I Write a Short Story Series About an Atypical Hit Man by B.R. Stateham

  I write a short story series about an atypical hit man.  The series is called Call Me Smitty.  The stories are atypical in that he does things you least expect from a professional killer. And it is this unexpected, unanticipated quirk in the man's personality which I want to discuss briefly. Specifically I want to discuss three stories I am particularly fond of

In particular the three stories from the Call Me Smitty; Something Deadly title.

The hitman calls himself Smitty. He has eyes as dark as the center point of a black hole. He moves through the night like a sulking nightmare. And when he strikes . . . oh, mama! But the point is this; is Smitty just a hit man? Or is he something else?

'Heroes' come in all sizes, shapes and disguises. As an aficionado of the hard boiled/noir story we all are looking for that certain character, that certain individual that captures our attention and holds it permanently. Smitty does that. And the three stories in the series installment pictured here is an excellent set of examples to substantiate my claims. Let me briefly describe each:

In the opening story entitled Something Deadly a hood decides to wipe out a cop and his entire family. Kill them all while the family sleeps in their own beds. Smitty is informed of this coming deed from a friend. The 'friend' is a fellow hood who worries about what the reaction from the police will be if one of their own and his family is wiped out in such a brutal fashion.

Smitty decides to intervene. So picture a black, moonless night. Picture a house in suburbia littered with children's toys and the comfort of a house filled with love. Picture a madman in the middle of the house with a fireman's axe in his hand. Picture the madman about to enter one of the children's bedrooms. Picture Smitty coming between the madman and the slumbering child. A herculean struggle of bulging muscles and soft grunts between madman and killer. And all through this a small child sucking his thumb and dragging behind him his teddy bear watches the silent struggles while standing in the hallway.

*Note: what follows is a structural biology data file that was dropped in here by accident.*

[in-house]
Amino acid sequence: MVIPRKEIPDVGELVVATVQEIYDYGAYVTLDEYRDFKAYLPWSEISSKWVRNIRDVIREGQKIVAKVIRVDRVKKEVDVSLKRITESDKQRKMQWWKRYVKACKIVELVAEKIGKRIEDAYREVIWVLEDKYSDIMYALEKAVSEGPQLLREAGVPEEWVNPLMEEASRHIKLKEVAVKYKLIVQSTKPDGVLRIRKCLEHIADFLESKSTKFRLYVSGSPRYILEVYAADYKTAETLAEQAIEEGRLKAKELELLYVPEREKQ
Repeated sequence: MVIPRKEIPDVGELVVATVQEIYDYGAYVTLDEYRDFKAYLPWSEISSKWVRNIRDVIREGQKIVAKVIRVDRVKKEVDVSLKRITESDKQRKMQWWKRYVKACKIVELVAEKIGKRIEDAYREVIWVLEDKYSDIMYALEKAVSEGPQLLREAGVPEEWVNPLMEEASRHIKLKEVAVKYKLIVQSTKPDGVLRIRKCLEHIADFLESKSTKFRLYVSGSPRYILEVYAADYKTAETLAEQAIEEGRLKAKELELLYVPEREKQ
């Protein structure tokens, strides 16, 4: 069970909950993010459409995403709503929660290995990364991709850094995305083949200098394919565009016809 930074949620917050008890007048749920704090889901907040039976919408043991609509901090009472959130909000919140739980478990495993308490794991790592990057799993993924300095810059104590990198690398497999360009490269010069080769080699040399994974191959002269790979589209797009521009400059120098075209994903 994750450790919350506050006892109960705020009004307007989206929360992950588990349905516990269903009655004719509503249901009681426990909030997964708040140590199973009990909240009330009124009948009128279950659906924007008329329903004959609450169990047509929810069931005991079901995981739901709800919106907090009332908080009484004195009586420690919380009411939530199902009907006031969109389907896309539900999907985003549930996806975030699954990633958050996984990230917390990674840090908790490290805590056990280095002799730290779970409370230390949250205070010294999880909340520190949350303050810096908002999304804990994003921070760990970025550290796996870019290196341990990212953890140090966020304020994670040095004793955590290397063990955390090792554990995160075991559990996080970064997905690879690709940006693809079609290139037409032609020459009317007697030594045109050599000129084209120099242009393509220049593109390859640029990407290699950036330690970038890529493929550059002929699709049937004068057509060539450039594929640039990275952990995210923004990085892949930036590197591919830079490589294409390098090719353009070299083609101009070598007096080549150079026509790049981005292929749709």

In Goodbye, David Smitty appears miraculously and plucks a young mother and her tiny children off of a dark street corner in a driving rain. The mother is terrified. Her husband is planning to kill her. She is fleeing from his murderous intent--but she is young. Frightened. With no one to turn to.

But Smitty finds them. Smitty whisks them off to safety---and, in the end, Smitty settles the issue with the woman's husband in a fashion that can only be something Smitty would do.

In I'll Take Care Of It Smitty is hired by a mob boss to kill a cop and his family. Yes, it is a variation of the first story. But uniquely different. Smitty says he'll 'take care of it.' He knows the mob boss doesn't believe him and sends a second group of killers out to do the job--and get rid of Smitty in the process. What happens next is typically Smitty.

I am very proud of these stories. Especially the first one. The first one shows a range and depth of emotional responses rarely seen in these kind of stories. The same thing can be said with the second story. And the third . . . . in fact, in all of Smitty stories.

Smitty is a different kind of critter. He deserves to find fans who enjoy rooting for a different kind of hero.



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